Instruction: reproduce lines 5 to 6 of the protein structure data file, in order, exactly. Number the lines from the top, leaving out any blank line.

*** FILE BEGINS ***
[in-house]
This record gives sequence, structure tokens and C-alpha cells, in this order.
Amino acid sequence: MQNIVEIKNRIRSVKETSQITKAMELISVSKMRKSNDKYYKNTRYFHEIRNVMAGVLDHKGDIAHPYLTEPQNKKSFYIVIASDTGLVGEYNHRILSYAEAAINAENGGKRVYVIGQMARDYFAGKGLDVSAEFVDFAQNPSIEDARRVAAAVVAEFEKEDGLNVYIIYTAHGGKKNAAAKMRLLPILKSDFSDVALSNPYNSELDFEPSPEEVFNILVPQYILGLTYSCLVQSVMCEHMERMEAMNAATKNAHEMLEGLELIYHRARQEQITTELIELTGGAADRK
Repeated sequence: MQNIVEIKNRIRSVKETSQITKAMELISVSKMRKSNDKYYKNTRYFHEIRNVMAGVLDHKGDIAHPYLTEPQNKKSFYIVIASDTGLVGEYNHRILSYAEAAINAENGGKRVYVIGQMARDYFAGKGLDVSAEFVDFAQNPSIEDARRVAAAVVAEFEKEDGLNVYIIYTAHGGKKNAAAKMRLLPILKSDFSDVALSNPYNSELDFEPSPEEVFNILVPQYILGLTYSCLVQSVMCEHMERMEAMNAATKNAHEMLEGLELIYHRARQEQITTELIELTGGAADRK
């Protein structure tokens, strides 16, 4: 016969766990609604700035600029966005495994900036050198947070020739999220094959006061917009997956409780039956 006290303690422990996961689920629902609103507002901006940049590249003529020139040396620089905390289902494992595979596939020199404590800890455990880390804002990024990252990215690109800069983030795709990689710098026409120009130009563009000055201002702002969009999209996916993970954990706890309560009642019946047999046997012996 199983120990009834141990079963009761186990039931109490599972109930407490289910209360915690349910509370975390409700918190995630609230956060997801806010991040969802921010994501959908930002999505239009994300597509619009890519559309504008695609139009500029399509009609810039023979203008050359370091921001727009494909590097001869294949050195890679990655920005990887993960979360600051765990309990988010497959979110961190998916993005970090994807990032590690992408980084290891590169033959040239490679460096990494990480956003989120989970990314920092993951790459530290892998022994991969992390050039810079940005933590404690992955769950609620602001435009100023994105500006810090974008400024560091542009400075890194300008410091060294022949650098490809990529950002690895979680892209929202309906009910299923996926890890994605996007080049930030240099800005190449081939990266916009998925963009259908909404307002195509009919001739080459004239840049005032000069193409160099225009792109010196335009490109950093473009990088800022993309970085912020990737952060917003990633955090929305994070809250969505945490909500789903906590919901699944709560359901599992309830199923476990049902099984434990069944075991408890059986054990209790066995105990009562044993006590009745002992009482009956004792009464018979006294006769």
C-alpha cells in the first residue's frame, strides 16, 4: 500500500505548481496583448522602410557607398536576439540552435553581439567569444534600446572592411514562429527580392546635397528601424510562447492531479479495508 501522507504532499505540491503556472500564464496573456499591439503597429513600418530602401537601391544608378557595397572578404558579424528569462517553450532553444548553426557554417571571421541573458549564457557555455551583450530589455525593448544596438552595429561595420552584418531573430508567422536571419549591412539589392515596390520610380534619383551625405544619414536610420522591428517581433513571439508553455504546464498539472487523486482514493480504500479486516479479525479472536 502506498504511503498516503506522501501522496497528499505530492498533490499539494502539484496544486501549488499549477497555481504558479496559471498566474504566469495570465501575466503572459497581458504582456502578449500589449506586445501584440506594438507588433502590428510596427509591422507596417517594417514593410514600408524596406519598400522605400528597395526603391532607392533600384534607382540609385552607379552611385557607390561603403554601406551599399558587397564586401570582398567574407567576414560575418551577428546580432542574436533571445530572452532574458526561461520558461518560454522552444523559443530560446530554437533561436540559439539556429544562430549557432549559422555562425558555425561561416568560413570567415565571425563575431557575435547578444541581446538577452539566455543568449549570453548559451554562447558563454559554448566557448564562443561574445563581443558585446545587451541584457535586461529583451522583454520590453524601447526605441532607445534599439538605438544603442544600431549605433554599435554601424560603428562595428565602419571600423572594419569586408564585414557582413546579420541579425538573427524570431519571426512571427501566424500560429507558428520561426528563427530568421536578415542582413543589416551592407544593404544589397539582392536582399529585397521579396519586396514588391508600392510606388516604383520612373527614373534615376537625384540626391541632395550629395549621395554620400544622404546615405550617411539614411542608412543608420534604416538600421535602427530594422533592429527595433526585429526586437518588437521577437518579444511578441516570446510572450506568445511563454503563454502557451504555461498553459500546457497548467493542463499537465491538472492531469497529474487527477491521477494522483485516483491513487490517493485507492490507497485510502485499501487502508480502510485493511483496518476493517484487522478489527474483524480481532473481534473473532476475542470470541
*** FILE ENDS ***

């Protein structure tokens, strides 16, 4: 016969766990609604700035600029966005495994900036050198947070020739999220094959006061917009997956409780039956 006290303690422990996961689920629902609103507002901006940049590249003529020139040396620089905390289902494992595979596939020199404590800890455990880390804002990024990252990215690109800069983030795709990689710098026409120009130009563009000055201002702002969009999209996916993970954990706890309560009642019946047999046997012996 199983120990009834141990079963009761186990039931109490599972109930407490289910209360915690349910509370975390409700918190995630609230956060997801806010991040969802921010994501959908930002999505239009994300597509619009890519559309504008695609139009500029399509009609810039023979203008050359370091921001727009494909590097001869294949050195890679990655920005990887993960979360600051765990309990988010497959979110961190998916993005970090994807990032590690992408980084290891590169033959040239490679460096990494990480956003989120989970990314920092993951790459530290892998022994991969992390050039810079940005933590404690992955769950609620602001435009100023994105500006810090974008400024560091542009400075890194300008410091060294022949650098490809990529950002690895979680892209929202309906009910299923996926890890994605996007080049930030240099800005190449081939990266916009998925963009259908909404307002195509009919001739080459004239840049005032000069193409160099225009792109010196335009490109950093473009990088800022993309970085912020990737952060917003990633955090929305994070809250969505945490909500789903906590919901699944709560359901599992309830199923476990049902099984434990069944075991408890059986054990209790066995105990009562044993006590009745002992009482009956004792009464018979006294006769």
C-alpha cells in the first residue's frame, strides 16, 4: 500500500505548481496583448522602410557607398536576439540552435553581439567569444534600446572592411514562429527580392546635397528601424510562447492531479479495508 501522507504532499505540491503556472500564464496573456499591439503597429513600418530602401537601391544608378557595397572578404558579424528569462517553450532553444548553426557554417571571421541573458549564457557555455551583450530589455525593448544596438552595429561595420552584418531573430508567422536571419549591412539589392515596390520610380534619383551625405544619414536610420522591428517581433513571439508553455504546464498539472487523486482514493480504500479486516479479525479472536 502506498504511503498516503506522501501522496497528499505530492498533490499539494502539484496544486501549488499549477497555481504558479496559471498566474504566469495570465501575466503572459497581458504582456502578449500589449506586445501584440506594438507588433502590428510596427509591422507596417517594417514593410514600408524596406519598400522605400528597395526603391532607392533600384534607382540609385552607379552611385557607390561603403554601406551599399558587397564586401570582398567574407567576414560575418551577428546580432542574436533571445530572452532574458526561461520558461518560454522552444523559443530560446530554437533561436540559439539556429544562430549557432549559422555562425558555425561561416568560413570567415565571425563575431557575435547578444541581446538577452539566455543568449549570453548559451554562447558563454559554448566557448564562443561574445563581443558585446545587451541584457535586461529583451522583454520590453524601447526605441532607445534599439538605438544603442544600431549605433554599435554601424560603428562595428565602419571600423572594419569586408564585414557582413546579420541579425538573427524570431519571426512571427501566424500560429507558428520561426528563427530568421536578415542582413543589416551592407544593404544589397539582392536582399529585397521579396519586396514588391508600392510606388516604383520612373527614373534615376537625384540626391541632395550629395549621395554620400544622404546615405550617411539614411542608412543608420534604416538600421535602427530594422533592429527595433526585429526586437518588437521577437518579444511578441516570446510572450506568445511563454503563454502557451504555461498553459500546457497548467493542463499537465491538472492531469497529474487527477491521477494522483485516483491513487490517493485507492490507497485510502485499501487502508480502510485493511483496518476493517484487522478489527474483524480481532473481534473473532476475542470470541